In 2012, Greece's Minister of Health, at the time, Andreas Lykourentzos, characterized the negotiations with the Troika as the most difficult period of his incumbency. "The public health system can't be amputated," he warned following the talks. In fact, the imposed austerity measures had a devastating effect on his country's health situation. Sick leaves have already a tendency to increase in times of economic crisis; the austerity policy, therefore, makes the situation even worse. Dr. Giorgos Vichas, speaks of a "humanitarian crisis." Since 2008, the child mortality rate has risen by 40 percent. The number of HIV positive drug users has risen from 10 - 15 in 2007 to 314 in the first eight months of 2012 alone - mainly due to the drastic cutbacks in preventive programs. Malaria and tuberculosis, the West Nile and dengue fevers are continuing to spread. Doctors' initiatives, appealing for donations of medicine and treating patients free of charge are attempting to mitigate the most serious emergencies, but they cannot substantially better the medical situation.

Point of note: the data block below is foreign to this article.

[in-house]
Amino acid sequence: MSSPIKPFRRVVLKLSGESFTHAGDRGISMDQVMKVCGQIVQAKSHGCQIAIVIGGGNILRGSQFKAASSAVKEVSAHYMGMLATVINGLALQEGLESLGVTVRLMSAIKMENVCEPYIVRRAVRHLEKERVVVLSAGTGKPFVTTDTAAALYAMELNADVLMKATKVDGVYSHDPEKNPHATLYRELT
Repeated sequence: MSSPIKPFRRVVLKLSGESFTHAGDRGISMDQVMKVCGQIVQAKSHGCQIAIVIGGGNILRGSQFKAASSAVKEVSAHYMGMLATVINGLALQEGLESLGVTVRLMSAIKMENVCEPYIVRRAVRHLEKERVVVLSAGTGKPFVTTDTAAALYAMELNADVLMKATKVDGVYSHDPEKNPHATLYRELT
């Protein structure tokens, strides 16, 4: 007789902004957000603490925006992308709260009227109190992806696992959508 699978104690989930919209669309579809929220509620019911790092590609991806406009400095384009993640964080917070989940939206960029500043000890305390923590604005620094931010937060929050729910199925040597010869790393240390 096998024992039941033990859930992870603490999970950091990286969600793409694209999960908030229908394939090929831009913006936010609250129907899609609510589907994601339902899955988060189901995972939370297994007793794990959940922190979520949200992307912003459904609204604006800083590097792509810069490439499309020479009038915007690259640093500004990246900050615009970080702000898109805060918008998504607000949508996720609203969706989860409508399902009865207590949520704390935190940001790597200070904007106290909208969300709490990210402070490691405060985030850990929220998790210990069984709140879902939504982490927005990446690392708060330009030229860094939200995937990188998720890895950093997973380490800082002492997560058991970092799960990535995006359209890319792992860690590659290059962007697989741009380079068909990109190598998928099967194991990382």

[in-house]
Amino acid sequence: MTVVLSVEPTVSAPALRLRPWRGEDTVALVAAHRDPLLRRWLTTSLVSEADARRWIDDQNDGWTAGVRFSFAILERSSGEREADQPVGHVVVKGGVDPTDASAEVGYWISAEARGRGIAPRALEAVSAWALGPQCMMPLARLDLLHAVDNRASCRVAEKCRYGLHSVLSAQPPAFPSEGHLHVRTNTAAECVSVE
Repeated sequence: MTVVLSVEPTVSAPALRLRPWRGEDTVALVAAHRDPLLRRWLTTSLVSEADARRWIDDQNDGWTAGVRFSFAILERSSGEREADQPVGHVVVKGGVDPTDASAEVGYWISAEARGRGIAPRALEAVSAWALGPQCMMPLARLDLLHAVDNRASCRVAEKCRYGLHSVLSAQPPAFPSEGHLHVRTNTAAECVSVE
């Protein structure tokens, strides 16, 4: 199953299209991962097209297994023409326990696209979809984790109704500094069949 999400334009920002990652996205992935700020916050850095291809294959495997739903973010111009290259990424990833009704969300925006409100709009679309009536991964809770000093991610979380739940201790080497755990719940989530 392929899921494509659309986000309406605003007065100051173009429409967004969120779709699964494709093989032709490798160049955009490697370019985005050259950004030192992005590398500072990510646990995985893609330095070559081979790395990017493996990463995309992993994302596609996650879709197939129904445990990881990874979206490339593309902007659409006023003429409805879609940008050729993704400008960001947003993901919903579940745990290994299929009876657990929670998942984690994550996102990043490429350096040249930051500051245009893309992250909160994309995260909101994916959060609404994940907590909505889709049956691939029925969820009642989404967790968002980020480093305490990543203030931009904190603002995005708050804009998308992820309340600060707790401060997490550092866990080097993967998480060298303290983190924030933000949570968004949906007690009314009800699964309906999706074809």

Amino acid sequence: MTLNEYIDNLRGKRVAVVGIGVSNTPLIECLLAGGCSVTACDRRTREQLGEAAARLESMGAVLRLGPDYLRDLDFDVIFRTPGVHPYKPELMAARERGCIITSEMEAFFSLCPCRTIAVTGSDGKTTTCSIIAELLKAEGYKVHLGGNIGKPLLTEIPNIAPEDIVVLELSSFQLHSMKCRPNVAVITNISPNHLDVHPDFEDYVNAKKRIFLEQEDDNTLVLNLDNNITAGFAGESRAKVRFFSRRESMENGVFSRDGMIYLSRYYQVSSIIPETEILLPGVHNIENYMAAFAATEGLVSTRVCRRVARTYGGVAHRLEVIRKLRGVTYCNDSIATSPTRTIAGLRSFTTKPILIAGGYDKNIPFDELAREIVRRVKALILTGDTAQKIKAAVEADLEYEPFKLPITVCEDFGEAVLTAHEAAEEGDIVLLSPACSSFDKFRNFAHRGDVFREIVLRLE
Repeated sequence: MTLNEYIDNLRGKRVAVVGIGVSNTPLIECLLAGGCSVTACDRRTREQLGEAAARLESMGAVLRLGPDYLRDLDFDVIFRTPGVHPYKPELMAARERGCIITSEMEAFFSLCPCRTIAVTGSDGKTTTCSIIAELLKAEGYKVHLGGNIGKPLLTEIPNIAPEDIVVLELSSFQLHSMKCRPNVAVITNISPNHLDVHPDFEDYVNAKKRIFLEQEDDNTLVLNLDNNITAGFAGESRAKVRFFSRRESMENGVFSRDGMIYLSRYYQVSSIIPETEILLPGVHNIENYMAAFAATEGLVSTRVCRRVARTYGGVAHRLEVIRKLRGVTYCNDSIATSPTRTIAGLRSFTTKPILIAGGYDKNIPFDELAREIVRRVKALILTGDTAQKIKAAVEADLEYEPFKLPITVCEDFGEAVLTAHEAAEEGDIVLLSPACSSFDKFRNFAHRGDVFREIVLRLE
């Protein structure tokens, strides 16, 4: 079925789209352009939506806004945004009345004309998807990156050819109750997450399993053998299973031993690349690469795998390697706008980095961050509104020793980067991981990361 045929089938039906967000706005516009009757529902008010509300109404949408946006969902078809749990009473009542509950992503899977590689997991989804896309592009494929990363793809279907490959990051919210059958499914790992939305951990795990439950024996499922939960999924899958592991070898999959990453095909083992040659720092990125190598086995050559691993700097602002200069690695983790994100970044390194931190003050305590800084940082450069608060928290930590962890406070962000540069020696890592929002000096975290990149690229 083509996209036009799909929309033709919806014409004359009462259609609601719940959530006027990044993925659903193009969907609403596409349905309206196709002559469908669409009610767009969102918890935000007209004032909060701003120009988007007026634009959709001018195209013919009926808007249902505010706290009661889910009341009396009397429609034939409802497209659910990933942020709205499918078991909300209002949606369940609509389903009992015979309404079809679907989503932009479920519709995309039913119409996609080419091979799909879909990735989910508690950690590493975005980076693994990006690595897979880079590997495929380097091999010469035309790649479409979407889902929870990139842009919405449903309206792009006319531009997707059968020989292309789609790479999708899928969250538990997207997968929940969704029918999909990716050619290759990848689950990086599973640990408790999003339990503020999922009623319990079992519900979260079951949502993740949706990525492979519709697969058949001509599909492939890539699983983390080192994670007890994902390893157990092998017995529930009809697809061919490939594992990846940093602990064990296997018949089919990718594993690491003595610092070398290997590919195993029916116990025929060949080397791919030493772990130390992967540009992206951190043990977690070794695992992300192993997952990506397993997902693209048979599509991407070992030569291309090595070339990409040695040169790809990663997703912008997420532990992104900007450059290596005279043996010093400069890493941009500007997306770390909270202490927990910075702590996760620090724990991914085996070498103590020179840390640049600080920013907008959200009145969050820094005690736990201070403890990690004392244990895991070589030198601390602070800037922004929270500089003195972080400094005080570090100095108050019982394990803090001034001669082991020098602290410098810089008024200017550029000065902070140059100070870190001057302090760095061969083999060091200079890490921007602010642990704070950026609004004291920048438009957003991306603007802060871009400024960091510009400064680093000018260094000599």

Deadly Shock Therapy
"The interaction between austerity policy, economic shock treatments and deficient social protective measures seems to ultimately lead to an escalation of the health and social crises in Europe," concluded a study by several scholars published in the renowned "The Lancet" medical journal, Epidemiologists, David Stuckler and Sanjay Basu drew the same conclusion in their book "The Body Economic - Why Austerity Kills." This is why the "European Health Alliance" has appealed for a political about face in an open letter to the European Commission. Associations in Germany, for example "Medico International" and the "Association of Democratic Doctors" are protesting against the austerity dictate and its catastrophic consequences.